Kathryn's Blog

“How Fast Can We Do It?  Speed Dating Online and Off”

My mind’s been on speed dating lately, which has taken off lately in the same way that Internet dating took off after 9/11. Here’s an article I wrote a year or so ago that is still relevant, which is saying something, since in this day and age, once you have finished an article, it becomes an antique:

“How Fast Can We Do It? Speed Dating Online and Off”

In an effort to cut down the time between meeting and mating to as close to zero as possible, up has popped Speed Dating!

For the uninitiated, speed dating happens when groups of singles meet together at a predetermined location. In an organized fashion, these folks talk to each other individually for under ten minutes (usually six to eight) per person, then switch to the next one in line. Next, each single rates interest (or no interest) in pursuing each contact. Afterwards, the organizers put the parties who indicated mutual interest in touch with each other, with what happens next up to the individuals concerned. Sort of like an adult version of Musical Chairs.

Offered by various businesses like HurryDate.com, and Pre-Dating.com, even the online dating veteran Match.com is jumping into the fray. Match.com sponsors live, face-to-face events in various cities.

But Match.com also been beta testing a completely online version that does not even require that you leave home—all you need is a computer online and another phone line or cell phone to use at the same time. After having a chance to look at the other’s profile and photo, the Match.com answer to supersonic speed puts you on the phone with one guy or gal after another—for an even shorter four minutes! Then, up comes the form, and just indicate your choice: “Yes, no, or maybe.”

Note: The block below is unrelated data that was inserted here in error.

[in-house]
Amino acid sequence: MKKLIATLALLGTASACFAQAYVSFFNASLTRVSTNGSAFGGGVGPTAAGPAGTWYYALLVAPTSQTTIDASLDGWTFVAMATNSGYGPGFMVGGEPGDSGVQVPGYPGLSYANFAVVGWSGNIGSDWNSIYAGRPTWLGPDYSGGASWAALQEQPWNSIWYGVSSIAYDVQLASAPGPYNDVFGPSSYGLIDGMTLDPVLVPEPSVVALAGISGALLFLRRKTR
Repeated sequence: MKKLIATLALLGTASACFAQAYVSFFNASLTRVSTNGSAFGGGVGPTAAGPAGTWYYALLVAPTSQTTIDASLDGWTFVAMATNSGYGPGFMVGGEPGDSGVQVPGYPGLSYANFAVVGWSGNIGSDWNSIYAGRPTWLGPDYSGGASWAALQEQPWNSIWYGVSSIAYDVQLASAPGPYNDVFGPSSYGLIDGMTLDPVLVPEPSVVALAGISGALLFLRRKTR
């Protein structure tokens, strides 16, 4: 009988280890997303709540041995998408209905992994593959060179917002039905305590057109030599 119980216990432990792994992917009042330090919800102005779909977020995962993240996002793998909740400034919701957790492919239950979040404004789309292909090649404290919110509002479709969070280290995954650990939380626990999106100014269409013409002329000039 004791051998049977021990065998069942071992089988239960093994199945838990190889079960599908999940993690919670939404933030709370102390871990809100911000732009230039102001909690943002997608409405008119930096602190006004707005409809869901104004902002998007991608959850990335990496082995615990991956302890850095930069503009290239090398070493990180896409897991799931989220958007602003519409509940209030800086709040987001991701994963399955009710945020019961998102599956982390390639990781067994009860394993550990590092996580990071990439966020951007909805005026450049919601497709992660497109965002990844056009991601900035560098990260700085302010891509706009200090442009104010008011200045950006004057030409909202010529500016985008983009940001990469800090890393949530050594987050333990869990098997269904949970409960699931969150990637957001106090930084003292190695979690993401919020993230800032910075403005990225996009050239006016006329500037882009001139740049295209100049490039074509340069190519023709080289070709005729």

Like most face to face events that I hear about (and I include the Match.com computer-based speed dating in this category), it sounds as if women usually outnumber men. Why? Well, women may just be more comfortable in these more social, on-the-spot sort of events. If you are not quick with words or good handling things on your feet, you’d be at a disadvantage. Guys report feeling trapped and uncomfortable. And there can be an air of competition that could make men antsy, not wanting to participate in something where they could lose or feel foolish.
There’s a message here for guys: Given the ratios, these kind of events would be great places for you to try. And they would provide great practice in mastering a social patter that would be useful in other situations.

The advantages to both men and women? Well, clearly, speed. And practice. And to “get your feet wet” and get a sense that there is plenty of choice out there. Who knows? Maybe you’ll get lucky!

The disadvantages? With face-to-face as well as online speed dating, you’ve got next to no screening except signing up /paying up / showing up. So you find a range of people, likely most of whom will not be even a passable fit for you.

With regular online dating, at least you get to screen to your heart’s content in total privacy, before making even one direct contact. You get to sift out potentials who are clearly wrong for you.

With speed dating events, what you see is what you get. As one woman reported, “When you see all those plaid jackets and missing teeth, it can be pretty depressing.”

Think about it: How fast do we really want to do this? After all, this is a life-partner search. What if the perfect guy or lady for you does not show him or herself the best in four to eight minutes?

Internet dating has already made the meeting process more efficient than we have ever known before. If we figure out many more ways to cut the time down, we’ll be saying “no” before any contact at all. That sounds suspiciously like staying home and doing nothing!



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